A double balanced mixer employing Schottky diodes with an IF response extending to dc is the usual choice for low noise systems.
When using a mixer as a phase detector it is operated with 90 degree phase difference between the RF and LO signals as this maximises the sensitivity to PM noise and minimises the sensitivity to AM noise. When using a phase lock loop to maintain this it is important to note that the PLL actually adjusts the phase between the mixer inputs so that the dc mixer output is zero. Real mixers have a significant dc offset due to diode mismatch and transformer asymmetry. Thus to achieve minimum sensitivity to AM noise a dc offset has to be added to the PLL amplifier to achieve phase quadrature. The dc offset of most mixers isn't specified (it varies with input frequency, signal level, and temperature as well as IF port termination ), however it can be estimated from the mixers port to port isolation specs. Mixers specified for phase detector operation have low dc offset with a low dc offset tempco they also have high port to port isolation. Operating the mixer with both RF and IF ports saturated minimises its sensitivity to AM noise. The electrical length from the RF to IF port of a mixer isn't necessarily equal to the electrical length from the LO to the IF port so even if the mixer has zero dc offset due to diode mismatch and transformer asymmetry the RF and LO input signals may not be in phase quadrature at balance so a dc offset at the PLL amplifier input may be required to achieve exact phase quadrature between the RF and LO signals. This effect can be more significant at higher phase detector input frequencies.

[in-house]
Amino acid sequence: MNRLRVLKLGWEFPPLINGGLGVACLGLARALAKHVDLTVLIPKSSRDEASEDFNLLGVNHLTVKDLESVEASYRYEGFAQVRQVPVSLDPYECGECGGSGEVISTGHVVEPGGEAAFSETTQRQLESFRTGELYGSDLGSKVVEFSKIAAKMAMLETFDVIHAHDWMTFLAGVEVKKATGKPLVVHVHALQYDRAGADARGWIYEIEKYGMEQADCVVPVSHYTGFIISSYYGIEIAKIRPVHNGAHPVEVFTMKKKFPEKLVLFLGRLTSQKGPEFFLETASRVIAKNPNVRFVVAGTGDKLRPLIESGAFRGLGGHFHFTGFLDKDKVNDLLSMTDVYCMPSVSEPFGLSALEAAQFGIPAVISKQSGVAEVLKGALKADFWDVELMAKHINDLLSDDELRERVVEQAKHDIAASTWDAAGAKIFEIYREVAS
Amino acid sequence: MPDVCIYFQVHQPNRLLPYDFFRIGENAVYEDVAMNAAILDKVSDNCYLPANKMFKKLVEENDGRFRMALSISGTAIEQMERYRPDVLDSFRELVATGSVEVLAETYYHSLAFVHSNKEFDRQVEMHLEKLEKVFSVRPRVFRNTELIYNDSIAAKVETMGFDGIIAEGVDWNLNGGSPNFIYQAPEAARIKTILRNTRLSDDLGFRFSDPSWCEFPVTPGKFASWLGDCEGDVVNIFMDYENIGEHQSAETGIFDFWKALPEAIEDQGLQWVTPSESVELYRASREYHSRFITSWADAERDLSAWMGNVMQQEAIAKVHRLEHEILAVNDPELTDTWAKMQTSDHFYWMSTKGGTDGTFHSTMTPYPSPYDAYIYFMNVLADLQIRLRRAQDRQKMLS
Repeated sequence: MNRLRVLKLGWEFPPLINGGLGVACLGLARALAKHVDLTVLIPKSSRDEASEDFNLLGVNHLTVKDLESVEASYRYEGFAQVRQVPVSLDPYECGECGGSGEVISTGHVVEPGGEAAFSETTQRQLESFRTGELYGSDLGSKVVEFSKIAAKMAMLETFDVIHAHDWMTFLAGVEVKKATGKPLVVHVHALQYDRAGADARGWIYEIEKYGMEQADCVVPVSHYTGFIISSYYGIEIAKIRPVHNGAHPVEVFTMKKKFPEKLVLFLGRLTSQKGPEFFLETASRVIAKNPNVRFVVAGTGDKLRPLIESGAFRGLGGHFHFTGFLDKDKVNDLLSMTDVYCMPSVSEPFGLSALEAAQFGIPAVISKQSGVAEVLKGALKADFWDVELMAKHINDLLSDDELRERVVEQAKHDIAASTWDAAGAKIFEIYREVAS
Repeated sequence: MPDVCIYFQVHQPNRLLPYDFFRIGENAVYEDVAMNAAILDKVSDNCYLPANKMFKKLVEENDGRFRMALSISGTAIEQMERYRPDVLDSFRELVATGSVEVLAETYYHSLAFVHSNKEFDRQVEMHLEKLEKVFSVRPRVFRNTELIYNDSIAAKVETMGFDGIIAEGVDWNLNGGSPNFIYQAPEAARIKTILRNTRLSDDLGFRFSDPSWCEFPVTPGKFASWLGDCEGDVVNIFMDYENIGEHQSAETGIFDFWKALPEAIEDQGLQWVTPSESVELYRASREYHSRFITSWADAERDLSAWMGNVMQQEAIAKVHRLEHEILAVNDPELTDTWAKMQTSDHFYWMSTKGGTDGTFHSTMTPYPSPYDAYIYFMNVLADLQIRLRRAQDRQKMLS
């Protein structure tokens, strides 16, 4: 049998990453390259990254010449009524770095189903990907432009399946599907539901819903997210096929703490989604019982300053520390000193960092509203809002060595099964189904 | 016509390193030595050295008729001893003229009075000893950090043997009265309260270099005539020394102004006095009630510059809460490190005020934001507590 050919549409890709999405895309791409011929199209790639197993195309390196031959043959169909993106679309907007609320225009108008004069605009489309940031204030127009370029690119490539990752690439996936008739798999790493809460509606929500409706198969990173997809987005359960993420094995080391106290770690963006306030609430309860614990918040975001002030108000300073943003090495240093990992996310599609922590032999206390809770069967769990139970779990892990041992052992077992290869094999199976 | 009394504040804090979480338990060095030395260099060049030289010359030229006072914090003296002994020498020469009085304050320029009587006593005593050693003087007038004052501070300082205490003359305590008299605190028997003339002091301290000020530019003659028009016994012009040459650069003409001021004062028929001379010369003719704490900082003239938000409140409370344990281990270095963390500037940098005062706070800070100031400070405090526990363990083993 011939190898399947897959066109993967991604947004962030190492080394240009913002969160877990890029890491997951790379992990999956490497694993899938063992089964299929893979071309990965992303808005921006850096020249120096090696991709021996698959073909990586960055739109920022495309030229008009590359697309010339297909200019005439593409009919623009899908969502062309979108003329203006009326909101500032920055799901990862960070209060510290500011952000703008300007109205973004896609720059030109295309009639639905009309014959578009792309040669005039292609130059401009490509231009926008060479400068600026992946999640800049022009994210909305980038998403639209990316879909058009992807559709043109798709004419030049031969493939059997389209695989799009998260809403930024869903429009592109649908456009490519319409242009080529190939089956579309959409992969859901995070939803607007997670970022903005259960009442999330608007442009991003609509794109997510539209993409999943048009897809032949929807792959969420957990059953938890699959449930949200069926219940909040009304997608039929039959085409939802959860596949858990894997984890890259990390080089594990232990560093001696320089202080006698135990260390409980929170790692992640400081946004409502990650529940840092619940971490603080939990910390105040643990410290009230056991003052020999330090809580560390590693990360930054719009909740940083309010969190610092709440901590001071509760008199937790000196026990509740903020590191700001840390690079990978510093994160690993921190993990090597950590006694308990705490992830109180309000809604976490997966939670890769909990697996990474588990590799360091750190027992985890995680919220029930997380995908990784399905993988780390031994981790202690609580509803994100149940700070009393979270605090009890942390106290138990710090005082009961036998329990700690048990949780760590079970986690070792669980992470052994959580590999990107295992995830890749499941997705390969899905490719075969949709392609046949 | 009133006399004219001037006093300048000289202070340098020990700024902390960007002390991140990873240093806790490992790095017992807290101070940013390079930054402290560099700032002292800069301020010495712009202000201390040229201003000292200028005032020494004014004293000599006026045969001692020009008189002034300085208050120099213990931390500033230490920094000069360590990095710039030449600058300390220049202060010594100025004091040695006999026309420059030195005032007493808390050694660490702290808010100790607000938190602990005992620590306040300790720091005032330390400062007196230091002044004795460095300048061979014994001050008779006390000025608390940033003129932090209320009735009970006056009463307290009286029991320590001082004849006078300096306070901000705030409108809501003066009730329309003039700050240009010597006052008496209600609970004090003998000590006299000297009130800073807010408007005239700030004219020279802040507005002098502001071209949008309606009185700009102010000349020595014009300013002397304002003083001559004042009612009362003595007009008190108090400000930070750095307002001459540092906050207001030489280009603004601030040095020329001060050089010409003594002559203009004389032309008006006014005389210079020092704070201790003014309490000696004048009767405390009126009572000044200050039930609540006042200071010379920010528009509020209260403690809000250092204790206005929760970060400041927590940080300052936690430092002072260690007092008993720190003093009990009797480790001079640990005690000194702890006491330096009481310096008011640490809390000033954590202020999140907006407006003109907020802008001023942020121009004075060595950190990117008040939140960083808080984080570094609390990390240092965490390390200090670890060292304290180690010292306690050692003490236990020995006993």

2) mixers as phase detectors
3) Environmental Effects in Mixers an Frequency Distribution Systems
The mixer noise is lowest when the IF port is terminated in a capacitor, however this reduces the IF port high frequency cutoff to less than 100kHz. The sum frequency should see a relatively low impedance (50 ohms or a short) whilst the mixer dc load impedance should be high.
To minimise VSWR at the RF and LO ports a low value (~33 ohms) resistor can be connected in series with the RF and LO ports of the mixer The optimum value depends on the mixer drive level and the particular mixer. A 50 ohm (3-6dB) attenuator pad connected between RF and IF port sources and the corresponding series resistor further reduces the VSWR of the RF and LO ports to relatively low values.